As a recovering Catholic, much of my early life was defined by the smell of churches. Musty, cool and strangely comforting, churches tend to be old buildings with unique olfactive properties depending on the time of their construction. In Italy, churches are often fitted with cool marble and oak, emitting a mild vanilla scent in the warmer months, but growing up in West London, my late Georgian local church had a more appropriate whiff of mildew.

But it’s not just the brickwork that emits that evocative scent. Catholic mass is a bonanza of unique smells: thick plumes of incense wafting from the priest’s thurible (a type of ceremonial burner), hot wax dripping onto crimson carpets, chestnut church pews glossy with varnish. Not all church smells were so welcome: I can still remember the watery orange squash served up in polystyrene cups during post-mass tea and biscuits and am transported to the unbearable boredom I felt on those endless Sunday mornings.

Perfume is integral to Catholic history. Baby Jesus was famously bestowed frankincense and myrrh by the Wise Men, both of which see continued use in contemporary perfumery. The Holy Sacrament of Baptism involves anointment of the forehead with oil of chrism, which is scented with the tang of balsam, said to resemble the scent of Christ. Proverbs 27:9 insists “Perfume and incense bring joy to the heart.” And Christianity is by no means unique in its frolics with fragrance: almost all major religions incorporate the ceremonial use of incense, from Islam to Buddhism.

Yet, in line with other popular trends that use the aesthetic of Christianity – so-called ‘Southern Gothic’ and the like – church-like smells are infiltrating the beauty vertical. Given that the best fragrances take the wearer to a specific place or moment in time, the unique scent of churches are well-suited to this treatment.

Like the weight of Catholic guilt, fragrances with a church-like profile tend to be heavy and have impressive longevity. I have a t-shirt that, in spite of several washes still has the zing of Amber Kiso on it. Regardless of my lapsed faith, perfumes with church notes still remain my favourite. I find the ritual of applying them to my pulse points mirrors the sign of the cross I used to have to do before and after every lesson at school. After all, in the immortal words of Joan Didion “We are well advised to keep on nodding terms with the people we used to be”, and in these church perfumes, a little bit of that former ritual stays with me. Here are some of my favourites:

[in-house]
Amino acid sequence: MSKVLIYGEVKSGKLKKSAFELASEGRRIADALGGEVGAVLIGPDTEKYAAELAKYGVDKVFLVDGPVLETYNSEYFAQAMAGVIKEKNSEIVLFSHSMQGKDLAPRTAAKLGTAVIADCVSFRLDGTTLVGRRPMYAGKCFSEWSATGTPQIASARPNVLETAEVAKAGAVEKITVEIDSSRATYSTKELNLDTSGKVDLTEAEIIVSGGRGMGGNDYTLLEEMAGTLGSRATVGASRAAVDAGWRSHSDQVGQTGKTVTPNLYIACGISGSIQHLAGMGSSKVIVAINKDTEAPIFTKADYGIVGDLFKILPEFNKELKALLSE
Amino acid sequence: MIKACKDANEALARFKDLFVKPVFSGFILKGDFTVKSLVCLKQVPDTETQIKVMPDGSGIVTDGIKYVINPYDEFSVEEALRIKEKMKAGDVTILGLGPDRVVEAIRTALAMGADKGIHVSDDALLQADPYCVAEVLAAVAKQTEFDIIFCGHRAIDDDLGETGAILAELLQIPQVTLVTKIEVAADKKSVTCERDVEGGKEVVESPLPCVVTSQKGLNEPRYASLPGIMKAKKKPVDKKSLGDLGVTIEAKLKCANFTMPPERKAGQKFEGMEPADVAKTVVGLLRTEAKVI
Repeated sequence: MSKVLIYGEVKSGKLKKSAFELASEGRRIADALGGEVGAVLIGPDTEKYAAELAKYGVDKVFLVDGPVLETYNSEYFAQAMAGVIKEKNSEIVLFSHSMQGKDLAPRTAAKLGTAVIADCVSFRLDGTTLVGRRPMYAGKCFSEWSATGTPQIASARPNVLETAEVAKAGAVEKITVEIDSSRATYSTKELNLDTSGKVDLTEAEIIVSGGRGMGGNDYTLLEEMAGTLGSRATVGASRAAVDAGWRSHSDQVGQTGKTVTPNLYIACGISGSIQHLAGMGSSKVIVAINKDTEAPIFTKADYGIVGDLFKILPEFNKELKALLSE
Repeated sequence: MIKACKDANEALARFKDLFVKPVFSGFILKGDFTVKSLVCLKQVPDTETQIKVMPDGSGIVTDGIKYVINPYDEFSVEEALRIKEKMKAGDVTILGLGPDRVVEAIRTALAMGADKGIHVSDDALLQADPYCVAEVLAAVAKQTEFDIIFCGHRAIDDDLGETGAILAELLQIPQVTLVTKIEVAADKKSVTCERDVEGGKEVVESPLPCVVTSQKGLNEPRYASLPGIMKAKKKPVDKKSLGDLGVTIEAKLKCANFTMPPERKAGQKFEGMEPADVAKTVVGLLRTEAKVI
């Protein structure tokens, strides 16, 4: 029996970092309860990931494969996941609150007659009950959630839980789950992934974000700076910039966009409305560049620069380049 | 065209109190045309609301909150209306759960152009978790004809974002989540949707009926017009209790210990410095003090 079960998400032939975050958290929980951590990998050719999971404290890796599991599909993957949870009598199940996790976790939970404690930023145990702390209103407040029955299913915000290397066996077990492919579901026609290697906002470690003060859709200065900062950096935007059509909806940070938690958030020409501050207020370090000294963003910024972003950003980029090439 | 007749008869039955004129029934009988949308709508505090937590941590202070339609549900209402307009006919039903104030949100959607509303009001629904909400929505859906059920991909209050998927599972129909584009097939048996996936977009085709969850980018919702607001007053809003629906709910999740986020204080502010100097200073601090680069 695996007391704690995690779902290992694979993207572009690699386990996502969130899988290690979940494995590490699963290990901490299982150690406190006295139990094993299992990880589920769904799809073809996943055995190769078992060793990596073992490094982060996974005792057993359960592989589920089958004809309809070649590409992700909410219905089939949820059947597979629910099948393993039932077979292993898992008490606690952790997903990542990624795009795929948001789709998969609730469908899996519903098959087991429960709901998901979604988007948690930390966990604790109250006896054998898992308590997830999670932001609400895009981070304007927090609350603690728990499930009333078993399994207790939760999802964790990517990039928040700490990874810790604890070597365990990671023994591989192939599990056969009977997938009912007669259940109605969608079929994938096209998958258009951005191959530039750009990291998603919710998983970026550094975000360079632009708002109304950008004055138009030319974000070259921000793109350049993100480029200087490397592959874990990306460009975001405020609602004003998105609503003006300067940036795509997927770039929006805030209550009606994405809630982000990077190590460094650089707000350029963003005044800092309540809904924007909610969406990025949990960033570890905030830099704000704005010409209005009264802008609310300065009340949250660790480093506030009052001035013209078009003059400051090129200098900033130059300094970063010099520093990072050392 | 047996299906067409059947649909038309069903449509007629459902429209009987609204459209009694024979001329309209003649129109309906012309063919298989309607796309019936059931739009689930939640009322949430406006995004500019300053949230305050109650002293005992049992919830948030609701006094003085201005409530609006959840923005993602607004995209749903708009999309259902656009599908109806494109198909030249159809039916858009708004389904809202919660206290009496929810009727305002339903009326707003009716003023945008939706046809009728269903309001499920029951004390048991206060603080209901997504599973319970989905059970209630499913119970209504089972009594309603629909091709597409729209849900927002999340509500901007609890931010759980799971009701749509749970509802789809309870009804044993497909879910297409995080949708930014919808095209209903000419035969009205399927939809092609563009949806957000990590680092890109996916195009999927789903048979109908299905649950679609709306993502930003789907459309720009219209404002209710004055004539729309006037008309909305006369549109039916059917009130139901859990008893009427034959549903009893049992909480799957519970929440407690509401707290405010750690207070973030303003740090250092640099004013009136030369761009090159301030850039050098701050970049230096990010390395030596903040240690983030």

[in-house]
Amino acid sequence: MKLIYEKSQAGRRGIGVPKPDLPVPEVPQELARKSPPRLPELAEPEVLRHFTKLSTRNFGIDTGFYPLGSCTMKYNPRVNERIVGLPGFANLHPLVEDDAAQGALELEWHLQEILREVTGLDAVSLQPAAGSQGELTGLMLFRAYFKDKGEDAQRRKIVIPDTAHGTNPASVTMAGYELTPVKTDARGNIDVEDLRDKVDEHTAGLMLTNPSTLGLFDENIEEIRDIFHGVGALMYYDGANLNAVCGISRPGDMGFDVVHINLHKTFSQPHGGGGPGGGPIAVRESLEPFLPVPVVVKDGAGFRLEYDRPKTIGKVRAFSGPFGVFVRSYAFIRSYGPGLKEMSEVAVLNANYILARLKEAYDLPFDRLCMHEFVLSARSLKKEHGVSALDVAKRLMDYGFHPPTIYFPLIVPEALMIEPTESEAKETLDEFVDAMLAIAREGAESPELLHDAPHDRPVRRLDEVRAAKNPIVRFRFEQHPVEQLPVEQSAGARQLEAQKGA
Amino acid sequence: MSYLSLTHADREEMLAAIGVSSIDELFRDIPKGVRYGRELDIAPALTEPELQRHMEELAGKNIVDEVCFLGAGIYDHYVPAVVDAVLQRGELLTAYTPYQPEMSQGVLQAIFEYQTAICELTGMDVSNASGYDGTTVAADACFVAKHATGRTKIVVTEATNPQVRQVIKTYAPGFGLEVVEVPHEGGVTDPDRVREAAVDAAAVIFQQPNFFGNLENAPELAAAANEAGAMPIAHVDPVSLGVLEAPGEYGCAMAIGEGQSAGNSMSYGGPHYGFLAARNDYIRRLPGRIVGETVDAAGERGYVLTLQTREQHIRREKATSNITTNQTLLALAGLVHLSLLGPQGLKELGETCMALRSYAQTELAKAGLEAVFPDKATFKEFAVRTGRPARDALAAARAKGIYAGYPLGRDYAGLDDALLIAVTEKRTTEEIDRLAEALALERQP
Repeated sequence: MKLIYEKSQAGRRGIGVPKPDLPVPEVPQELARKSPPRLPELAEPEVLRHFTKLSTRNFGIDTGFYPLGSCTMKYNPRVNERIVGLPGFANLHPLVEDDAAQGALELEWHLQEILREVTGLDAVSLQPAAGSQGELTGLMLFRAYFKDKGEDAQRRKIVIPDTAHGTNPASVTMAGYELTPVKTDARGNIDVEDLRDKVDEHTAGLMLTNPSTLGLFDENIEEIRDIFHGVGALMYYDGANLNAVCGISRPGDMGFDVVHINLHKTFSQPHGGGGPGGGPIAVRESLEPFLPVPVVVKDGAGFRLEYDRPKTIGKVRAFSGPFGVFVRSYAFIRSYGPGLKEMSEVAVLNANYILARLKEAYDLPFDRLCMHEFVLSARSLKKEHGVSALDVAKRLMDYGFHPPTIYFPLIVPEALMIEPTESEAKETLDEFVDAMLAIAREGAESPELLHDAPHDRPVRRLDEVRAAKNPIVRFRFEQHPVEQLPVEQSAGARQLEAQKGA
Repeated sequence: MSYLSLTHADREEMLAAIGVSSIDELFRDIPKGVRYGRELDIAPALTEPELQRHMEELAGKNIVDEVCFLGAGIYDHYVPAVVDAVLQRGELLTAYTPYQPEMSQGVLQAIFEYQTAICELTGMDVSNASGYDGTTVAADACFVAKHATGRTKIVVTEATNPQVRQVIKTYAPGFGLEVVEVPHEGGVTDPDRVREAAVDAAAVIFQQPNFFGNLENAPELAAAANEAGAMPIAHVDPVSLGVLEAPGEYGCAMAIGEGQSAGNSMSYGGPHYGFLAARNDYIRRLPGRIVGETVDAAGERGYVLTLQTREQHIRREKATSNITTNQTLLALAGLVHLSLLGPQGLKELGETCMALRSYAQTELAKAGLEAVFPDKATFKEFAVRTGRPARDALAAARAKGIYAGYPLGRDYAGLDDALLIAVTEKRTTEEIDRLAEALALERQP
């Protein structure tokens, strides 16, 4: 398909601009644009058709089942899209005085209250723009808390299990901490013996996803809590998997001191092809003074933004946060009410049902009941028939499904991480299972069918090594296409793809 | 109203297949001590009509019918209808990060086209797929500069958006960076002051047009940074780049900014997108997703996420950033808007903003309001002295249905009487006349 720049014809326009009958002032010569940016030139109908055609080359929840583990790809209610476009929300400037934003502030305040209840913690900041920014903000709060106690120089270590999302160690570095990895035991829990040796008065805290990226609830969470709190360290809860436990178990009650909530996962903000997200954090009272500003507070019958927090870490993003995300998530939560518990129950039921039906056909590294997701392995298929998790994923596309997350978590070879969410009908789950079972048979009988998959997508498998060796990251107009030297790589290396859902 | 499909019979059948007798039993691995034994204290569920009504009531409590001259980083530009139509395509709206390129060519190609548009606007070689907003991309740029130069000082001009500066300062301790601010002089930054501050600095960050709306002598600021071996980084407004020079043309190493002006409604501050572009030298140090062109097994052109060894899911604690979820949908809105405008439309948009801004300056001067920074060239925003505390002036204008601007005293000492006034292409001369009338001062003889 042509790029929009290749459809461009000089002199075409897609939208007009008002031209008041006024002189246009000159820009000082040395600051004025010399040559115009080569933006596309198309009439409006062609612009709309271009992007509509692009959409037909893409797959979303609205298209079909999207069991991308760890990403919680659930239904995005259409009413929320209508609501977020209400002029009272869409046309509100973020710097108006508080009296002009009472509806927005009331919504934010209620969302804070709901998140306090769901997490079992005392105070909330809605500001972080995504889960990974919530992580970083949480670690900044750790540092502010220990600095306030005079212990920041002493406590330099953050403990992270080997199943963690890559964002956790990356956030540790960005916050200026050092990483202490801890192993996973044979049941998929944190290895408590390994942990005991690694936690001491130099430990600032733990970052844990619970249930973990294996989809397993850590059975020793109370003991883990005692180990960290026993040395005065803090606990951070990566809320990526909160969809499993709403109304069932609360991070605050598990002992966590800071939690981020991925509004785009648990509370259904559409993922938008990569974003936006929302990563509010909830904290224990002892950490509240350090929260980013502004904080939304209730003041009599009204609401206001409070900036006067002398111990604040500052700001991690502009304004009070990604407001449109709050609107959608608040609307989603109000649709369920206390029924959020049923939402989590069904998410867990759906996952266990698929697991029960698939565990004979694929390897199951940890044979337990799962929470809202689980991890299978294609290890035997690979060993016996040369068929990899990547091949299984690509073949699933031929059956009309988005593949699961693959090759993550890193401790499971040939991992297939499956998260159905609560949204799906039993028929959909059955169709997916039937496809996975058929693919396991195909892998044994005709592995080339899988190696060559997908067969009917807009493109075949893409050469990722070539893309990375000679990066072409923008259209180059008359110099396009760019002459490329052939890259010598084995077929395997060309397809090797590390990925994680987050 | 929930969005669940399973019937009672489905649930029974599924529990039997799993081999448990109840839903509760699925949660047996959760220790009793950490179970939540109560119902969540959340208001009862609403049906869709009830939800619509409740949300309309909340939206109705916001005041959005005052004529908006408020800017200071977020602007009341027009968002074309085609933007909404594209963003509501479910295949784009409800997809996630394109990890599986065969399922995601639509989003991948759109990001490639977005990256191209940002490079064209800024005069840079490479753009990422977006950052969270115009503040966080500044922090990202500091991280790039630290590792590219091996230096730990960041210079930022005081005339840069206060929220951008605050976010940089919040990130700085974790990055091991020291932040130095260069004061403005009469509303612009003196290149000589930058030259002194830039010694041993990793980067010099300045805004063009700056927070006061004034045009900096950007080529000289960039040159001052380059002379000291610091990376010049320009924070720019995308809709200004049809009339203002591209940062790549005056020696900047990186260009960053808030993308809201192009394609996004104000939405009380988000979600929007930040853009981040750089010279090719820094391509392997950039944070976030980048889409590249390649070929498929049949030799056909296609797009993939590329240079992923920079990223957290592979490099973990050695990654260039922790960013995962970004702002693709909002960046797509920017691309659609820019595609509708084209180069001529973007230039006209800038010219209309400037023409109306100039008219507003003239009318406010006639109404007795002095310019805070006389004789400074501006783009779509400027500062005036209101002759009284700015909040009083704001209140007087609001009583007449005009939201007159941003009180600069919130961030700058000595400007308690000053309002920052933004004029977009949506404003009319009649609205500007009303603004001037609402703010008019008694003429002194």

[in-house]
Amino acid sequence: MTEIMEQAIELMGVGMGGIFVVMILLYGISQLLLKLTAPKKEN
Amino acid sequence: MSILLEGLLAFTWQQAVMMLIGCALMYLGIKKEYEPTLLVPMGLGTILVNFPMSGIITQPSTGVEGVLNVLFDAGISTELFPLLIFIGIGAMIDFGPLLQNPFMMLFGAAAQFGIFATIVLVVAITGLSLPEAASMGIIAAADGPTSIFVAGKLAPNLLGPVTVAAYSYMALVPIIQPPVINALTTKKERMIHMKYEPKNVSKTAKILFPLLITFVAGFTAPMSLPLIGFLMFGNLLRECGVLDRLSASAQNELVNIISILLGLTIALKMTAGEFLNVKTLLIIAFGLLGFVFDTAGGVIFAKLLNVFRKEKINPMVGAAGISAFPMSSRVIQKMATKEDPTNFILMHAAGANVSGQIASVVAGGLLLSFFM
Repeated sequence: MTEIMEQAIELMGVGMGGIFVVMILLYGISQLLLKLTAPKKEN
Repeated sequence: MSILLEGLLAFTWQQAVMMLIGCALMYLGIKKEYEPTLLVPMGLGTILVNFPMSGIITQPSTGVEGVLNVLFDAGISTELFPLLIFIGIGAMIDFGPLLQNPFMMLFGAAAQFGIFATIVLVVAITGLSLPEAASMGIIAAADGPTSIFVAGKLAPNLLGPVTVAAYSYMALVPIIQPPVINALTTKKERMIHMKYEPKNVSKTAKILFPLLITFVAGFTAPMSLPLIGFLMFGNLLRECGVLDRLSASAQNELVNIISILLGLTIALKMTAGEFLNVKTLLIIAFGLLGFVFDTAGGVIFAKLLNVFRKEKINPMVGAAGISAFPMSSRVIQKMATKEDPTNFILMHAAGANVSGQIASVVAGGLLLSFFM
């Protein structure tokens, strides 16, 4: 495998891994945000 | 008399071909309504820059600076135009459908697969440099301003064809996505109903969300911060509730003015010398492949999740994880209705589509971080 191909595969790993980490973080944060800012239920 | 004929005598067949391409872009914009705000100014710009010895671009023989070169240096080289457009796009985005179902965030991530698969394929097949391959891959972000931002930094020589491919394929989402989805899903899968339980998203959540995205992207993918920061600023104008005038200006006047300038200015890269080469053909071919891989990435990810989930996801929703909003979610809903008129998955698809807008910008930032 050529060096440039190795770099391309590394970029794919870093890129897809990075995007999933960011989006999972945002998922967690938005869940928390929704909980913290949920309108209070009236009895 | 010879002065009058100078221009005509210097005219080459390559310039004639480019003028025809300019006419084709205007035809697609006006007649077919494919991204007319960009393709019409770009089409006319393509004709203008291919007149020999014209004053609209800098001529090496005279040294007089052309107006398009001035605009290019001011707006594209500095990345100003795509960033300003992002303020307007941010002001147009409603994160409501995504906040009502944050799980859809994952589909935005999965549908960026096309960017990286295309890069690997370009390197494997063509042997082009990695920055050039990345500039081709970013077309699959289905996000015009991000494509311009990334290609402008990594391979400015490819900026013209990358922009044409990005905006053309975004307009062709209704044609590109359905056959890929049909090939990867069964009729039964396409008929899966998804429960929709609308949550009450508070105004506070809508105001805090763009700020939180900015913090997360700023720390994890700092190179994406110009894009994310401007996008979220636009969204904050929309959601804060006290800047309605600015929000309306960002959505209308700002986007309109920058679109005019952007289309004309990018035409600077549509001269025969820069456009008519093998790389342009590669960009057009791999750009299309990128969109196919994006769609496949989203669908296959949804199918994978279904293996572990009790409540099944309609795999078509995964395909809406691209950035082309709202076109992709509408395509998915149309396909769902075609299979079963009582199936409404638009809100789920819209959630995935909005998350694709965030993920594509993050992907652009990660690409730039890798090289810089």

DS & Durga Amber Kiso

One of my favourite perfumes of all time, this scent is a tranquil dalliance of amber, cedar and pine.

Nasomatto Black Afgano

A dark, dense oud with occasional hits of cannabis, Black Afgano boasts brilliant projection and frankly unbelievable 24h+ longevity. It’s strong and potentially polarising, but perfect for a dingy club in the cold winter nights.

Le Labo Vetiver 46

The merest hint of incense rounds off this wonderfully aromatic woody fragrance from Le Labo, interacting with sweet vanilla and perky pepper for a sophisticated evening wear.

Lalique Encre Noire

Midnight Mass was always a personal highlight of the Catholic calendar, and no cologne evokes the candlelit darkness of that December night. Inky black and musky, Encre Noire is a perfect lifeline for a dark night of the soul.

Comme des Garcons Series 3 Incense: Avignon

Formulated according to the smell of a Catholic church in particular, Avignon is as good as it gets for this scent profile, a resinous and deeply layered perfume that evokes tranquility and a certain sacred allure.

By Matteo Pini